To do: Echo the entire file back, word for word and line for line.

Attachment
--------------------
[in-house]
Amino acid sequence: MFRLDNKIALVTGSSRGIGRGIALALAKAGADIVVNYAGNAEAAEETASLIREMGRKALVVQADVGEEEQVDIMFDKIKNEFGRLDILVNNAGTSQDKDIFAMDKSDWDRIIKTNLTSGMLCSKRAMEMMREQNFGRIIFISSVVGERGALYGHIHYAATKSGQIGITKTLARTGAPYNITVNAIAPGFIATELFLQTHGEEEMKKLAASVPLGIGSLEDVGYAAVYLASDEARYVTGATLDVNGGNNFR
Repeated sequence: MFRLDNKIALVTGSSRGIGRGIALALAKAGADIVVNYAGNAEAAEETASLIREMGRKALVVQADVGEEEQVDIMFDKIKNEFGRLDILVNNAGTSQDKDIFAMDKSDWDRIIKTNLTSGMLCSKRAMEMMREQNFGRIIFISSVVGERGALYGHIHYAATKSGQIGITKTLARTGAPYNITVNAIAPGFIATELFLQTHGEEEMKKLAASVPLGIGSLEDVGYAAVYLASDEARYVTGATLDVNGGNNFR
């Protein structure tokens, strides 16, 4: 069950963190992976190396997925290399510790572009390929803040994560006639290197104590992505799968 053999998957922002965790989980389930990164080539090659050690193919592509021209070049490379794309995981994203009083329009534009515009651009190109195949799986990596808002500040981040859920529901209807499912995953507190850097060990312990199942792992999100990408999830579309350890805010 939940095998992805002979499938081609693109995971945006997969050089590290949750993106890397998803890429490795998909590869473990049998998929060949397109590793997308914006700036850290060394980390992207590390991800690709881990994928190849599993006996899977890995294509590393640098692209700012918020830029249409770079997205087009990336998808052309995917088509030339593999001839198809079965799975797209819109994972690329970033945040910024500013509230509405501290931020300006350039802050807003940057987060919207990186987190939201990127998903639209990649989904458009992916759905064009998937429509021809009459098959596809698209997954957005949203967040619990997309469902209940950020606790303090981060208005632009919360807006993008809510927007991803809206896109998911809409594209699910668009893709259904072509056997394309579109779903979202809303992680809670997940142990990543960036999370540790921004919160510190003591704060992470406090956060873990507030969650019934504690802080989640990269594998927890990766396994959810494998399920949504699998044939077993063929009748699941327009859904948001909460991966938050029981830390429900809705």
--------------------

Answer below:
[in-house]
Amino acid sequence: MFRLDNKIALVTGSSRGIGRGIALALAKAGADIVVNYAGNAEAAEETASLIREMGRKALVVQADVGEEEQVDIMFDKIKNEFGRLDILVNNAGTSQDKDIFAMDKSDWDRIIKTNLTSGMLCSKRAMEMMREQNFGRIIFISSVVGERGALYGHIHYAATKSGQIGITKTLARTGAPYNITVNAIAPGFIATELFLQTHGEEEMKKLAASVPLGIGSLEDVGYAAVYLASDEARYVTGATLDVNGGNNFR
Repeated sequence: MFRLDNKIALVTGSSRGIGRGIALALAKAGADIVVNYAGNAEAAEETASLIREMGRKALVVQADVGEEEQVDIMFDKIKNEFGRLDILVNNAGTSQDKDIFAMDKSDWDRIIKTNLTSGMLCSKRAMEMMREQNFGRIIFISSVVGERGALYGHIHYAATKSGQIGITKTLARTGAPYNITVNAIAPGFIATELFLQTHGEEEMKKLAASVPLGIGSLEDVGYAAVYLASDEARYVTGATLDVNGGNNFR
């Protein structure tokens, strides 16, 4: 069950963190992976190396997925290399510790572009390929803040994560006639290197104590992505799968 053999998957922002965790989980389930990164080539090659050690193919592509021209070049490379794309995981994203009083329009534009515009651009190109195949799986990596808002500040981040859920529901209807499912995953507190850097060990312990199942792992999100990408999830579309350890805010 939940095998992805002979499938081609693109995971945006997969050089590290949750993106890397998803890429490795998909590869473990049998998929060949397109590793997308914006700036850290060394980390992207590390991800690709881990994928190849599993006996899977890995294509590393640098692209700012918020830029249409770079997205087009990336998808052309995917088509030339593999001839198809079965799975797209819109994972690329970033945040910024500013509230509405501290931020300006350039802050807003940057987060919207990186987190939201990127998903639209990649989904458009992916759905064009998937429509021809009459098959596809698209997954957005949203967040619990997309469902209940950020606790303090981060208005632009919360807006993008809510927007991803809206896109998911809409594209699910668009893709259904072509056997394309579109779903979202809303992680809670997940142990990543960036999370540790921004919160510190003591704060992470406090956060873990507030969650019934504690802080989640990269594998927890990766396994959810494998399920949504699998044939077993063929009748699941327009859904948001909460991966938050029981830390429900809705």